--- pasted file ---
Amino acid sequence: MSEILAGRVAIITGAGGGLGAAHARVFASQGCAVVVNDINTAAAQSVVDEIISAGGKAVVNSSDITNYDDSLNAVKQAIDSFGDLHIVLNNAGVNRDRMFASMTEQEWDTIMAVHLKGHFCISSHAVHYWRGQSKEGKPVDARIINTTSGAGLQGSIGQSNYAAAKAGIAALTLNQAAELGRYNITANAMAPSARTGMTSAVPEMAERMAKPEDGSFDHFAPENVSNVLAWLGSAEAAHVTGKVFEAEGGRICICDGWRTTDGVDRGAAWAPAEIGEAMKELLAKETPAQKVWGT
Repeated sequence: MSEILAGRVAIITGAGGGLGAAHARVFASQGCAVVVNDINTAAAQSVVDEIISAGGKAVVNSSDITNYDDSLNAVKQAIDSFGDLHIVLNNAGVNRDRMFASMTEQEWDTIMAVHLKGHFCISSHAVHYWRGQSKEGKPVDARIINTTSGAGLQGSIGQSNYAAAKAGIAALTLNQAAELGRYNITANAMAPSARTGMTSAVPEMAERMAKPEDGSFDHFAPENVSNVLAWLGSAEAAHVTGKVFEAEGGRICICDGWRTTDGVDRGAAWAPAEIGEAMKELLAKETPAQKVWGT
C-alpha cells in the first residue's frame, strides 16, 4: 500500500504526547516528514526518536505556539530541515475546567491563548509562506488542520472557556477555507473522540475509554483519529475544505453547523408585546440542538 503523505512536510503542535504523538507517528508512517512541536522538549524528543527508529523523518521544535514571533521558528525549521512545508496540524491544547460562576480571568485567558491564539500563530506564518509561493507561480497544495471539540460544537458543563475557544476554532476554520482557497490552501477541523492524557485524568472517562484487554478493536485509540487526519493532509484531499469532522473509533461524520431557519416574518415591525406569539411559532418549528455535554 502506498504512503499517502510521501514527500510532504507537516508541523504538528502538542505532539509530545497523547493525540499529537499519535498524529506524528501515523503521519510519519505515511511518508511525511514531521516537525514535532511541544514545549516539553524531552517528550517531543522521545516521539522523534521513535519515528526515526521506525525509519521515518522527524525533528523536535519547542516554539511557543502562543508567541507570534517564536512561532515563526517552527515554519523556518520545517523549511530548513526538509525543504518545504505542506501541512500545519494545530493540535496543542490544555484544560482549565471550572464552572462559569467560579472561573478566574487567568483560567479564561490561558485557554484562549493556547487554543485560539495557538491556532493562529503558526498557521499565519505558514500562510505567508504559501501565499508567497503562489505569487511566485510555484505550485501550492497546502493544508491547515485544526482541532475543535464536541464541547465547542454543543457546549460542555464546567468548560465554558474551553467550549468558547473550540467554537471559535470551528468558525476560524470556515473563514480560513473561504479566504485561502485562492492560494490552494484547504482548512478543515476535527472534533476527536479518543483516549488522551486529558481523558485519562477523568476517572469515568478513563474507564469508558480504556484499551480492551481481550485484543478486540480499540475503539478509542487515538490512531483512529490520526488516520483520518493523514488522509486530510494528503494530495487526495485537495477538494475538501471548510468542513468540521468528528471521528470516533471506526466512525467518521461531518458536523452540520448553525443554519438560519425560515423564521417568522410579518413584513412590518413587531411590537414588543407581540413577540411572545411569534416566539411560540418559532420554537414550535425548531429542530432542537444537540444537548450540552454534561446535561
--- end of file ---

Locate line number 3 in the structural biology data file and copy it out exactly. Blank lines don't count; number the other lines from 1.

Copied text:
C-alpha cells in the first residue's frame, strides 16, 4: 500500500504526547516528514526518536505556539530541515475546567491563548509562506488542520472557556477555507473522540475509554483519529475544505453547523408585546440542538 503523505512536510503542535504523538507517528508512517512541536522538549524528543527508529523523518521544535514571533521558528525549521512545508496540524491544547460562576480571568485567558491564539500563530506564518509561493507561480497544495471539540460544537458543563475557544476554532476554520482557497490552501477541523492524557485524568472517562484487554478493536485509540487526519493532509484531499469532522473509533461524520431557519416574518415591525406569539411559532418549528455535554 502506498504512503499517502510521501514527500510532504507537516508541523504538528502538542505532539509530545497523547493525540499529537499519535498524529506524528501515523503521519510519519505515511511518508511525511514531521516537525514535532511541544514545549516539553524531552517528550517531543522521545516521539522523534521513535519515528526515526521506525525509519521515518522527524525533528523536535519547542516554539511557543502562543508567541507570534517564536512561532515563526517552527515554519523556518520545517523549511530548513526538509525543504518545504505542506501541512500545519494545530493540535496543542490544555484544560482549565471550572464552572462559569467560579472561573478566574487567568483560567479564561490561558485557554484562549493556547487554543485560539495557538491556532493562529503558526498557521499565519505558514500562510505567508504559501501565499508567497503562489505569487511566485510555484505550485501550492497546502493544508491547515485544526482541532475543535464536541464541547465547542454543543457546549460542555464546567468548560465554558474551553467550549468558547473550540467554537471559535470551528468558525476560524470556515473563514480560513473561504479566504485561502485562492492560494490552494484547504482548512478543515476535527472534533476527536479518543483516549488522551486529558481523558485519562477523568476517572469515568478513563474507564469508558480504556484499551480492551481481550485484543478486540480499540475503539478509542487515538490512531483512529490520526488516520483520518493523514488522509486530510494528503494530495487526495485537495477538494475538501471548510468542513468540521468528528471521528470516533471506526466512525467518521461531518458536523452540520448553525443554519438560519425560515423564521417568522410579518413584513412590518413587531411590537414588543407581540413577540411572545411569534416566539411560540418559532420554537414550535425548531429542530432542537444537540444537548450540552454534561446535561